In this case, a part of the stomach entered into the hernia orifice as the advanced part, and the pyloric part was pressed by the lifted colon. It led to the output obstruction of the stomach, further expanding the stomach worsening the hernia. In this case, we closed the hernia orifice by fixing the lifted sigmoid colon to the abdominal wall. As a result, this treatment was successful.

Laparoscopic colorectal surgery has developed progressively in recent years, and it has many advantages compared with open surgery, including better cosmesis, lesser pain, earlier postoperative recovery, and fewer intraperitoneal adhesions. Intraperitoneal adhesions sometimes cause postoperative intestinal obstruction. Laparoscopic surgery results in fewer cases of postoperative intestinal obstruction compared with open surgery [12]. Many cases of laparoscopic colostomy are performed via the intraperitoneal route because laparoscopic colostomy creation via the extraperitoneal route is technically difficult. In contrast, conventional open surgery is performed intraperitoneally and extraperitoneally [13]. In our case and previous cases, IHAC occurred after creation of intraperitoneal colostomy. In open and laparoscopic colostomy creations, the incidence rate of IHAC was approximately 1.5%. All IHACs were observed in laparoscopic colostomy performed via the intraperitoneal route [4]. With the intraperitoneal route, the small intestine can pass through the lateral defect, and the IHAC may result in strangulation ileus and severe ischemia. Therefore, a colostomy performed by laparoscopic surgery should be created via the extraperitoneal route to prevent IHAC. Although the laparoscopic extraperitoneal colostomy technique has been developed to avoid parastomal herniation, it requires additional operating time. Moreover, if the colostomy is created through an extraperitoneal route, laparoscopic closure of the lateral space of the colostomy by suture is very difficult [14, 15]. With further developments in laparoscopic surgery, the incidence of internal hernias may increase. Adequate management of internal hernias is required, and preventive strategies for IHAC of not only the small intestine but also the stomach should be established.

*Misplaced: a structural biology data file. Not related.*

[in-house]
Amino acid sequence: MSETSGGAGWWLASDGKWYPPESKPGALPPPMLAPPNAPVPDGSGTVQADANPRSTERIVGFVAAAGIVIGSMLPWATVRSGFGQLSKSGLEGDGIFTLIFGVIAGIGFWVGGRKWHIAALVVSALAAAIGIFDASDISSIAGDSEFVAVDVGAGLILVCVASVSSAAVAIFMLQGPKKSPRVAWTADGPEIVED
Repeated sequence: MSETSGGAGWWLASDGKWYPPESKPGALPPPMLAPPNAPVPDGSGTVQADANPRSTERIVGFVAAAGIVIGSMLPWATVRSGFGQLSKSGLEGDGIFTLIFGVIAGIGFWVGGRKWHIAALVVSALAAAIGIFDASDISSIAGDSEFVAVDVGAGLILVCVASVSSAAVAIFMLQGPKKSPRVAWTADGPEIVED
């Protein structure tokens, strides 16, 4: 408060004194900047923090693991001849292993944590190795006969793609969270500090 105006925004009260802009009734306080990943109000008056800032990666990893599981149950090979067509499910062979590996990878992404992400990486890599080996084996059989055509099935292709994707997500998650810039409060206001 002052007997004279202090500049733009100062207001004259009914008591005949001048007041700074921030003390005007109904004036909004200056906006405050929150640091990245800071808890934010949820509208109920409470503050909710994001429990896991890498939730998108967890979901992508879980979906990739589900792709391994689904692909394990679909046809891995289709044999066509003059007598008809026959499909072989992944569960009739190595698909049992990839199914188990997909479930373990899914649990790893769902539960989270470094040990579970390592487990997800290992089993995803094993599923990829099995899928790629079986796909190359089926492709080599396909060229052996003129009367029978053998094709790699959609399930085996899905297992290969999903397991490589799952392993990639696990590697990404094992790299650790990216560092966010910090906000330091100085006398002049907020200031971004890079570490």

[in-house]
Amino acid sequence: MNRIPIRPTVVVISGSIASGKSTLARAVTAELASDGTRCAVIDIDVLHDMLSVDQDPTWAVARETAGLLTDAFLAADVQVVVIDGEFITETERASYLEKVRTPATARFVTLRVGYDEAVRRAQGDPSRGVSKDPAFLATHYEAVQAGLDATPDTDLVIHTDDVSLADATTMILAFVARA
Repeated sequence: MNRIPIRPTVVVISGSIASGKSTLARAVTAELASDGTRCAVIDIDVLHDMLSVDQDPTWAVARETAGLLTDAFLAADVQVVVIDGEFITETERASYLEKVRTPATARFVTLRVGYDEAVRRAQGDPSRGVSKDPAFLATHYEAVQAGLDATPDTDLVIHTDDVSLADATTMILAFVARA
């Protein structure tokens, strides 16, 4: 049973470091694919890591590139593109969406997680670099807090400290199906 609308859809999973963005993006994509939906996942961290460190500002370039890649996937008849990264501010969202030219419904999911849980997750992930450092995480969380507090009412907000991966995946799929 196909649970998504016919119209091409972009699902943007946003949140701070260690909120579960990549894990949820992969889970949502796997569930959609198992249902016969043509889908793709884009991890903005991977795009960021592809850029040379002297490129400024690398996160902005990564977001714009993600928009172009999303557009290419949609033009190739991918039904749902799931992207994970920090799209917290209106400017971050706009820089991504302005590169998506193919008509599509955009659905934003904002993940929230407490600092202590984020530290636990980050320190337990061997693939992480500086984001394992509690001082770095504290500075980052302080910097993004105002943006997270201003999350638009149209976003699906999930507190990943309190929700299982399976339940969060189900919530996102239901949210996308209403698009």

Internal hernia associated with colostomy can lead not only to obstruction of the small intestine, but also to obstruction of the stomach. The present case is the first report on internal hernia of the stomach associated with colostomy. During laparoscopic HO or APR, creation of colostomy via the extraperitoneal route should be considered to avoid IHAC.